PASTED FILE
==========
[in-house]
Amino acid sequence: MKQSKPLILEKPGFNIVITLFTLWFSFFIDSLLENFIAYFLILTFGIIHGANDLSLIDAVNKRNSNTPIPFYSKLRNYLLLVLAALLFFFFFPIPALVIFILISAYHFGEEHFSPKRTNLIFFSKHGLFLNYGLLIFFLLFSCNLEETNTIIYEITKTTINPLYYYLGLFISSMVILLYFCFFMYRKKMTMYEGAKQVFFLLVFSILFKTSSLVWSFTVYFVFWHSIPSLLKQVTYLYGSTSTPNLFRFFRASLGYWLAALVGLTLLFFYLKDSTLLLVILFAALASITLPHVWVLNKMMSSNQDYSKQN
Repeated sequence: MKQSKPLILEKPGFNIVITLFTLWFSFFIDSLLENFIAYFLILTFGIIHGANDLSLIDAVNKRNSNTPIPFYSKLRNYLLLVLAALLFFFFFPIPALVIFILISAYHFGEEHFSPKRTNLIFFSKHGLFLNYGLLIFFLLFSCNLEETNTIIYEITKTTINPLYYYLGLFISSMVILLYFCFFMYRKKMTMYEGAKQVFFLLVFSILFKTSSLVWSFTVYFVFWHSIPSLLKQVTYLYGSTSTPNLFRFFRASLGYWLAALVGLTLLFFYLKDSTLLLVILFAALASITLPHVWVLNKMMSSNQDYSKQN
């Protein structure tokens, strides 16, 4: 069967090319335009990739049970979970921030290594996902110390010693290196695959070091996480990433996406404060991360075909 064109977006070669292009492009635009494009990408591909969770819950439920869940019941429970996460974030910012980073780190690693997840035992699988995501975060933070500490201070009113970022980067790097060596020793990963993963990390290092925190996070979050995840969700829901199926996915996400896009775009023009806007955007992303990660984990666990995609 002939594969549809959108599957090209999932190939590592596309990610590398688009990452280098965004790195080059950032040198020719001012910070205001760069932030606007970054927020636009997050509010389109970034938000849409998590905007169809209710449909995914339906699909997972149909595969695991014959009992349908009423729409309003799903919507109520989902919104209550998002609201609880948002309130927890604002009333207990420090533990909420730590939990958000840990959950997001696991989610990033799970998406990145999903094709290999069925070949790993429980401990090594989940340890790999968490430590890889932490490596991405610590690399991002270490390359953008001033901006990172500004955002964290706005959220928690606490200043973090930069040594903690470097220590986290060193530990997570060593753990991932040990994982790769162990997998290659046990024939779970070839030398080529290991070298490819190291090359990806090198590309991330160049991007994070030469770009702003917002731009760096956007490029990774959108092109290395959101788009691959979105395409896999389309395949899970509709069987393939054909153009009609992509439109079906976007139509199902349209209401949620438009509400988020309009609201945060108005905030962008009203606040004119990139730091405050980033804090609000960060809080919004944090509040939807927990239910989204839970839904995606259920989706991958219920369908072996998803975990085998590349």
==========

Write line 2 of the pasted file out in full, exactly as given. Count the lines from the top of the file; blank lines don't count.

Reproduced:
Amino acid sequence: MKQSKPLILEKPGFNIVITLFTLWFSFFIDSLLENFIAYFLILTFGIIHGANDLSLIDAVNKRNSNTPIPFYSKLRNYLLLVLAALLFFFFFPIPALVIFILISAYHFGEEHFSPKRTNLIFFSKHGLFLNYGLLIFFLLFSCNLEETNTIIYEITKTTINPLYYYLGLFISSMVILLYFCFFMYRKKMTMYEGAKQVFFLLVFSILFKTSSLVWSFTVYFVFWHSIPSLLKQVTYLYGSTSTPNLFRFFRASLGYWLAALVGLTLLFFYLKDSTLLLVILFAALASITLPHVWVLNKMMSSNQDYSKQN